I get quite a kick out of reading the bios in “Playbill” as some of them can be really goofy and entertaining. “Playbill” started off in 1884 in New York as an in-house publication for just one theater on 21st St. You can’t see any decent-sized production these days anywhere in the United States without being handed a copy of “Playbill”.
2. Prolonged battle : SIEGE
Our word “siege” comes from a 13th century word for a “seat”. The military usage derives from the concept of a besieging force “sitting down” outside a fortress until it falls.
4. Table scrap : ORT
Orts are small scraps of food left after a meal. “Ort” comes from Middle English, and originally described scraps left by animals.
5. Meditative Chinese exercise : TAI CHI
More correctly called tai chi chuan, tai chi is a martial art that is mostly practiced to improve overall health and increase longevity.
7. Ouzo flavoring : ANISE
Ouzo is an aperitif from Greece that is colorless and flavored with anise. Ouzo is similar to pastis from France and also has a flavor like sambuca from Italy.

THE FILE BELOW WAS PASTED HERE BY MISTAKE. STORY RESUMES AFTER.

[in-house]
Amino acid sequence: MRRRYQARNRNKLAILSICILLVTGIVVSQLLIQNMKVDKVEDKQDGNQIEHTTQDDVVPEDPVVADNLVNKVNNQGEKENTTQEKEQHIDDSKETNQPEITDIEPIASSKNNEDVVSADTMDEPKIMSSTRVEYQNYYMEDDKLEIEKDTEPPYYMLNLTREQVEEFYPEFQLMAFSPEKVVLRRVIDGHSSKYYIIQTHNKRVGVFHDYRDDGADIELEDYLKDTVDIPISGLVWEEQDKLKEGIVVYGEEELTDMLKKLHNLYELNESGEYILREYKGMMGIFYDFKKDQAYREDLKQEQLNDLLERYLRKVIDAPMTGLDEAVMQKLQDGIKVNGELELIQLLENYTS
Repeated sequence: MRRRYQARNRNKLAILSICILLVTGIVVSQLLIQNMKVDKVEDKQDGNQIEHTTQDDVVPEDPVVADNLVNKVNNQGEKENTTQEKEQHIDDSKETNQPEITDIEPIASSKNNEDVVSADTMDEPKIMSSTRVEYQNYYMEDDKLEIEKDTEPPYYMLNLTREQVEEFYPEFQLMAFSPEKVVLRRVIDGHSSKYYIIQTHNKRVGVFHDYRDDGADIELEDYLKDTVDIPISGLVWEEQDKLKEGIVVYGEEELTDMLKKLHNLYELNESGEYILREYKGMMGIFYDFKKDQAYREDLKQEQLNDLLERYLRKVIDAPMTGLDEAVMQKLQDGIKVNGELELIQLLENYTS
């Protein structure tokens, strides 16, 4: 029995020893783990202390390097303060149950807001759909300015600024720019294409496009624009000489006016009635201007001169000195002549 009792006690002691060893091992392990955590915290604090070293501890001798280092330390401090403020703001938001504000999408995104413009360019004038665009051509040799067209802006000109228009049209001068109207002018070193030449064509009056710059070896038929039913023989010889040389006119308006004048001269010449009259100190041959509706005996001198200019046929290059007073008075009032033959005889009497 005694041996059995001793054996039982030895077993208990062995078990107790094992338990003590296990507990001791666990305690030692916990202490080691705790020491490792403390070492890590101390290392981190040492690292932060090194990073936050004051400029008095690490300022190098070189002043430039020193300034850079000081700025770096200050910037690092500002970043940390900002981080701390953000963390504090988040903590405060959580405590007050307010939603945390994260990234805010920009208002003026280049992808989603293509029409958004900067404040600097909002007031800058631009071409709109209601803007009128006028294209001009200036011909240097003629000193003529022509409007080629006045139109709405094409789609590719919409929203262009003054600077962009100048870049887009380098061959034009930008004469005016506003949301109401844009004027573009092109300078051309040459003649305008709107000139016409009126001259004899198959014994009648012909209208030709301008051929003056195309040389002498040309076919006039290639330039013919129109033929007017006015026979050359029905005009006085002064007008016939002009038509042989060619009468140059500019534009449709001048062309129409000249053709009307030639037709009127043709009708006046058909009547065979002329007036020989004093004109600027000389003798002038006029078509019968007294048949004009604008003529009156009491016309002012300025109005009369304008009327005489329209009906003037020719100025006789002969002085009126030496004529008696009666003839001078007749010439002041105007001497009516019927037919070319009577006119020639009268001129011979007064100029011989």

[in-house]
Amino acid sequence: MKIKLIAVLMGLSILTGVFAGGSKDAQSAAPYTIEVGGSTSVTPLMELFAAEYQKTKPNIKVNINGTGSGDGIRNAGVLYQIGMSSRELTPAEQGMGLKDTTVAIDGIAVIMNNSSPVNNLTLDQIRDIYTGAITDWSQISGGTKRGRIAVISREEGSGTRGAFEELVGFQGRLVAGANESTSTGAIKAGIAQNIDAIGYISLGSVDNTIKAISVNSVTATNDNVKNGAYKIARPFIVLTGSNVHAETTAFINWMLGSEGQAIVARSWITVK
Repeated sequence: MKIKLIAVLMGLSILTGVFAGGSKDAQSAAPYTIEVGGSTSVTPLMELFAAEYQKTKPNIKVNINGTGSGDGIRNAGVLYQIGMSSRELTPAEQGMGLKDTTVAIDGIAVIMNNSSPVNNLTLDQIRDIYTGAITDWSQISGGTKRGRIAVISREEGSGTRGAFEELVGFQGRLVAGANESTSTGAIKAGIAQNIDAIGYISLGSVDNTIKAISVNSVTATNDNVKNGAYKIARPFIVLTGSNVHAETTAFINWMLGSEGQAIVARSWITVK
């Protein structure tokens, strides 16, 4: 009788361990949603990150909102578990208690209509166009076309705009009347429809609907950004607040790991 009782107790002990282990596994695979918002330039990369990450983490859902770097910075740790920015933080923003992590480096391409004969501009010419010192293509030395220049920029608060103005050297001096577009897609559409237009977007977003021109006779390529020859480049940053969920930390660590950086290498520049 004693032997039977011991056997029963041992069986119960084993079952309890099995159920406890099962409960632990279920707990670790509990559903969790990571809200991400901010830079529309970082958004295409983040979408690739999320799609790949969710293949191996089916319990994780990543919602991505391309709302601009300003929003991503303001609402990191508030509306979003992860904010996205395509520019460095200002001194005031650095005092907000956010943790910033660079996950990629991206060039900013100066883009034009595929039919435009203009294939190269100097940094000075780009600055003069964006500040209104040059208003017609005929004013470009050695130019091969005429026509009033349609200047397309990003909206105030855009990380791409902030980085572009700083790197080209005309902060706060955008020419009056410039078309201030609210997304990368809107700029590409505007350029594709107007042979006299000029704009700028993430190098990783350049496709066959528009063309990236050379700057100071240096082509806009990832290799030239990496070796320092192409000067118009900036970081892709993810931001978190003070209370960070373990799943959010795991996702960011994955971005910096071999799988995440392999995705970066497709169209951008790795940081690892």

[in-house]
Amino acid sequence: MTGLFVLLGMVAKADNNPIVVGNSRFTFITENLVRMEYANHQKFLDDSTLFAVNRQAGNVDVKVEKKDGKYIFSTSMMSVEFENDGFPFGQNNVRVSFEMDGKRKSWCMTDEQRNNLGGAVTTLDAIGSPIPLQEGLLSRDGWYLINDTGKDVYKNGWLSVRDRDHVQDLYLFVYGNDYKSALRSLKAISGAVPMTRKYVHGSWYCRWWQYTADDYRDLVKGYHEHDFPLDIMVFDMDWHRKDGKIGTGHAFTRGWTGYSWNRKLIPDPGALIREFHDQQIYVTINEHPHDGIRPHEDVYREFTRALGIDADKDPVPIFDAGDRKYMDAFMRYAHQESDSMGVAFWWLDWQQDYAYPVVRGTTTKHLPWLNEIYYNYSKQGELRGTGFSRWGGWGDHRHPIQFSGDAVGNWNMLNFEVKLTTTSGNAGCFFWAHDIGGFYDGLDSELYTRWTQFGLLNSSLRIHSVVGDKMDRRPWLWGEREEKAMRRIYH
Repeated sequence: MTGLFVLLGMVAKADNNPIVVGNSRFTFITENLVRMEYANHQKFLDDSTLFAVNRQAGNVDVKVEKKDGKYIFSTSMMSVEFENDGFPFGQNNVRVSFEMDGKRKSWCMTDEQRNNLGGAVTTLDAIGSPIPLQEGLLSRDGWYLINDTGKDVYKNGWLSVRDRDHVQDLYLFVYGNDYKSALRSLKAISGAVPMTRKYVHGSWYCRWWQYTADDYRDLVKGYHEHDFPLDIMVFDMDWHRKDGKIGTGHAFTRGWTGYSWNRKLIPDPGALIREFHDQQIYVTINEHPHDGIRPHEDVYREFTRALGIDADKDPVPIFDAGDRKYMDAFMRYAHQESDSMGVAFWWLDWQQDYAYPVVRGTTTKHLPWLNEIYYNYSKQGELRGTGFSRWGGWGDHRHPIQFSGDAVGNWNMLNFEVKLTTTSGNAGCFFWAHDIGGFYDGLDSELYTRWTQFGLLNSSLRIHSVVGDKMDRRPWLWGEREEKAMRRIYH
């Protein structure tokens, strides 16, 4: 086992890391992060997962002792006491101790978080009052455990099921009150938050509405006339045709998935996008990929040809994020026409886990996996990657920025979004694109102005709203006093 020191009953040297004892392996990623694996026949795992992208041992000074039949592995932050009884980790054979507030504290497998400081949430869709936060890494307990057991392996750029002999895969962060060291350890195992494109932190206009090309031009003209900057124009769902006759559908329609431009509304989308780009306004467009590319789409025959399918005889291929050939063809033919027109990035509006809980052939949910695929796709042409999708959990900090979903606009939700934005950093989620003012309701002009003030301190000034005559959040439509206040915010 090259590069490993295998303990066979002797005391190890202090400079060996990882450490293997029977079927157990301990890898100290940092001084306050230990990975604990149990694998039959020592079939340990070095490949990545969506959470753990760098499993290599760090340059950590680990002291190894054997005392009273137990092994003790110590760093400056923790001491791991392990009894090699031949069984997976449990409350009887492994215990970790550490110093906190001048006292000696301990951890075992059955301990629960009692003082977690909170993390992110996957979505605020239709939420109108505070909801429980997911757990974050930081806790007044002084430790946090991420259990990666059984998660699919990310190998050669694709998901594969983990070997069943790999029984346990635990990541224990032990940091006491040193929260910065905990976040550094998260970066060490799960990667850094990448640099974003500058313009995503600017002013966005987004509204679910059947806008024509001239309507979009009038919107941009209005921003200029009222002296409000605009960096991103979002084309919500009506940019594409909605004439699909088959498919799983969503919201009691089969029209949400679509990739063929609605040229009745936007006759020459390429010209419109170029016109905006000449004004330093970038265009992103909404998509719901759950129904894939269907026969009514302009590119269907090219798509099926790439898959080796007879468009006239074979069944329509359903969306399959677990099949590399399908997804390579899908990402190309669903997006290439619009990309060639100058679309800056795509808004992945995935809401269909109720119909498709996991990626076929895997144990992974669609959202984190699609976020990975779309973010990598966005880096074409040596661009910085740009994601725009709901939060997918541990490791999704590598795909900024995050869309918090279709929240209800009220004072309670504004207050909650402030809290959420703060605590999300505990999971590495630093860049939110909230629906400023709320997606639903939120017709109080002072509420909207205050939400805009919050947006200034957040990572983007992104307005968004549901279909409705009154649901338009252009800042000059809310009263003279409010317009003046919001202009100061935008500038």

8. Consonant before iota : THETA
The Greek letter theta is the one that looks like a number zero with a horizontal line across the middle.
12. Farewell : ADIEU
“Adieu” is the French for “goodbye” or “farewell”, from “à Dieu” meaning “to God”. The plural of “adieu” is “adieux”.
25. Former OTC watchdog : NASD
The National Association of Securities Dealers (NASD) no longer exists per se. Since 2007, it’s functions are carried out by the Financial Industry Regulatory Authority (FINRA). These functions include regulation of trading in equities, bonds, futures and options. In 1971, the NASD set up a new computerized trading system called the NASD Automated Quotations stock market, a system we know better by the acronym NASDAQ.
Over-the-counter (OTC) trading of stocks is a way of trading directly between two parties, as opposed to exchange trading in which trading occurs in an exchange.
33. Malt brew : ALE
Malt is germinated cereal grains that have been dried. The cereal is germinated by soaking it in water, and then germination is halted by drying the grains with hot air.
36. “These are the times that __ men’s souls”: Paine : TRY
Thomas Paine’s series of pamphlets called “The American Crisis” starts with the famous words:
These are the times that try men’s souls.
38. Bowler’s challenge : SPLIT